Interim Dean of the UA’s Phoenix medical college Kenneth Ramos echoed Garcia’s statements, adding that in his experience, the uniqueness of each college has been recognized and valued. 

“It is in fact the differences between the two colleges that will allow both colleges to grow and to flourish, because they can become complimentary and synergistic,” Ramos said. “In my tenure, I have not seen any efforts to harmonize the curricula and if that were the case, I would be one of the biggest opponents to the idea.”

Regent Rick Myers said it’s important for the board to be aware there is an undercurrent of concern and lack of trust, because if there wasn’t, they wouldn’t have letters from people and groups in Phoenix. 

Myers added that there’s a difference in what’s actually happening and what people perceive is happening, and it’s important for everybody to get on the same page.

UA said they are currently working on filling the positions of the senior leadership team who left earlier this year.

Chic Older, executive vice president of the Arizona Medical Association, who spoke at the meeting, urged the board to conduct an external and independent investigation as to why they left.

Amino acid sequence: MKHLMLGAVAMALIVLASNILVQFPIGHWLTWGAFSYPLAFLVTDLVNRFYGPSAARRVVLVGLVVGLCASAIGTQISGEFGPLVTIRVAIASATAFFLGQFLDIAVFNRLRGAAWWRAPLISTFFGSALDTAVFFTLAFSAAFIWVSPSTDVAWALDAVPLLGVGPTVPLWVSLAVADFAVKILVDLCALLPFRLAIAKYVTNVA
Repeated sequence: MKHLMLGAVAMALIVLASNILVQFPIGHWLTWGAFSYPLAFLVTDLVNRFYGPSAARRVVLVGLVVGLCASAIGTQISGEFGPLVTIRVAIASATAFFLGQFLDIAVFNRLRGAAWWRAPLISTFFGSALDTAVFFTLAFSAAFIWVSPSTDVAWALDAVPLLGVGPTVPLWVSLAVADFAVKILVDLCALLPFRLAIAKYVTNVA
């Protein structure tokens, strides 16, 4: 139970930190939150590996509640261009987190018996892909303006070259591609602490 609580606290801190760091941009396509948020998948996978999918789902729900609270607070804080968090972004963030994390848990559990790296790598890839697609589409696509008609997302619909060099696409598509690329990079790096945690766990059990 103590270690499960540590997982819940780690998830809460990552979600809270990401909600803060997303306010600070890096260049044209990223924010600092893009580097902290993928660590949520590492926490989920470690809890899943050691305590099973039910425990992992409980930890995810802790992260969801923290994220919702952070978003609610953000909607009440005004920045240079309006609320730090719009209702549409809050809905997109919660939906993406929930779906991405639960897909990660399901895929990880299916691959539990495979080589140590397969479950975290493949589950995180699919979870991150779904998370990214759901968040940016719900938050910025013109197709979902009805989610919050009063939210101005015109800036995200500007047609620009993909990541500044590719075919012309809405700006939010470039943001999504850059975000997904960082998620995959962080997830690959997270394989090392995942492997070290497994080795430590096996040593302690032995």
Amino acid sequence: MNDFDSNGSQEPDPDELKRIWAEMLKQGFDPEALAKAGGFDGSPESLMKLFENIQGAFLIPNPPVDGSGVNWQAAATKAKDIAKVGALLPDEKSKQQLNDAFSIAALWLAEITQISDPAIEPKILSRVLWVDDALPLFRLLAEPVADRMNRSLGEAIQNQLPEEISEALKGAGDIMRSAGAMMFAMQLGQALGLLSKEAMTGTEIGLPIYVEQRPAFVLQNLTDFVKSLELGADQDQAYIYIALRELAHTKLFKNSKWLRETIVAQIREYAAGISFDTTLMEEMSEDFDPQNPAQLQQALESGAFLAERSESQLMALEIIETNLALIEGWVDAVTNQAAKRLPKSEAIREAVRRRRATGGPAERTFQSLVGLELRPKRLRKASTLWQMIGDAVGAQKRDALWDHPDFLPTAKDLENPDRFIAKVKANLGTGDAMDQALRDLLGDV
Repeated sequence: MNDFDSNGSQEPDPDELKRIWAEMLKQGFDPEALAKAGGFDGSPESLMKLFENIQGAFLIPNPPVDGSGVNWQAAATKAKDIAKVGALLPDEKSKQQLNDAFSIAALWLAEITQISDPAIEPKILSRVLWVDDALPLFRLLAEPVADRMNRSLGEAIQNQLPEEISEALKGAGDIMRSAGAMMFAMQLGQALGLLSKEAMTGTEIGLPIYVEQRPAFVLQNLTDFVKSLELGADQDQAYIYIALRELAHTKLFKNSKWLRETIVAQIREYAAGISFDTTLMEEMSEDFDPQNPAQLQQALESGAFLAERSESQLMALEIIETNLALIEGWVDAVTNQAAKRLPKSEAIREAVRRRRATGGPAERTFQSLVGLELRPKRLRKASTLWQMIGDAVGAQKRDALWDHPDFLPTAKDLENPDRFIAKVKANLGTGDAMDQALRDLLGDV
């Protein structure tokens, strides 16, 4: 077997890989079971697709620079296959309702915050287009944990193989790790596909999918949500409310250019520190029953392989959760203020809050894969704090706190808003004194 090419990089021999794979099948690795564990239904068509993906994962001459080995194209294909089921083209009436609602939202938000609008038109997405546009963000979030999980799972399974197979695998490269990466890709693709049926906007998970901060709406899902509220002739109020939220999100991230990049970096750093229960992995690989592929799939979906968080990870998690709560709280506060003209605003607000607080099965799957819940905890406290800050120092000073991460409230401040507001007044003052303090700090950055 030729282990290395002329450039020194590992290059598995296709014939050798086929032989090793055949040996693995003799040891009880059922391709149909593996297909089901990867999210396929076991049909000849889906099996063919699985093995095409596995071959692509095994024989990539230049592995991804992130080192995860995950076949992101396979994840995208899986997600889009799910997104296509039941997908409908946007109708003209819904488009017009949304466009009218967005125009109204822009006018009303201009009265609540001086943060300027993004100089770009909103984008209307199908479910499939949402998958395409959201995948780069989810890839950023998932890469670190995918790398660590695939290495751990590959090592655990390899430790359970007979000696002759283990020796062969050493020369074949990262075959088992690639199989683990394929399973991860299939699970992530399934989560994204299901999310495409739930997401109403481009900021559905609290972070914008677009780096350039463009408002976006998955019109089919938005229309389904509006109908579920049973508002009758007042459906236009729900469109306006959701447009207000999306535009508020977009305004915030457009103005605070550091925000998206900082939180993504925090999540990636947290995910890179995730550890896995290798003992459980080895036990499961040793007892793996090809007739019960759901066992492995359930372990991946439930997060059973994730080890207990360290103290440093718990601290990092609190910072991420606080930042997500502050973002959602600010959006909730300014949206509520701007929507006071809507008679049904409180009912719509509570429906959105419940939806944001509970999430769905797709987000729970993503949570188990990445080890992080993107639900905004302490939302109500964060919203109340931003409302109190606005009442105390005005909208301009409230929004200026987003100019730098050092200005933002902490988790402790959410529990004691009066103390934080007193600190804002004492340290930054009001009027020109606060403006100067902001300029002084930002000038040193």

“It is unusual for an entire senior leadership core to leave, as well as in a short period of time,” Older said. “We can’t even identify a similar event occurring from another LCME accredited school. 

Older said ArMA’s support is unwavering for the UA, its senior leadership and medical colleges, and only wants to see the Tucson and Phoenix Colleges of Medicine achieve success. 

UA President Ann Weaver Hart said external exit interviews are currently taking place. 

To be continued

The meeting ended with a call to the audience, where many people from the public and UA community spoke. 

Many members from the UA medical community expressed their confidence in the UA’s leadership and hope for the future.

Omar Hussain, a second year medical student was the only student voice to speak at the meeting.

“It’s important that if there’s a meeting regarding a medical school to involve all of the medical students at that school,” Hussain said. “There are less than 15 students behind me, but there are 160 student who attend both schools, and there should be that many behind me.”

Hussain said he found out about the meeting via Facebook and questioned why students didn’t receive an email through their university accounts.

KIein ended the meeting noting that the second meeting would take place Aug. 12 at the UA Vine Avenue Annex building at 1 p.m.

Klein said that at the Tucson meeting, the board will go more in-depth into the Banner-UMC merger and the operation of the College of Medicine-Tucson. 

There will be another call to the audience at the Tucson meeting. 

Klein said the board will provide answers to the questions they couldn’t address, on Friday. 

The board also invites the public who can’t attend either meeting to submit comments via their website.

Follow Chastity Laskey on Twitter.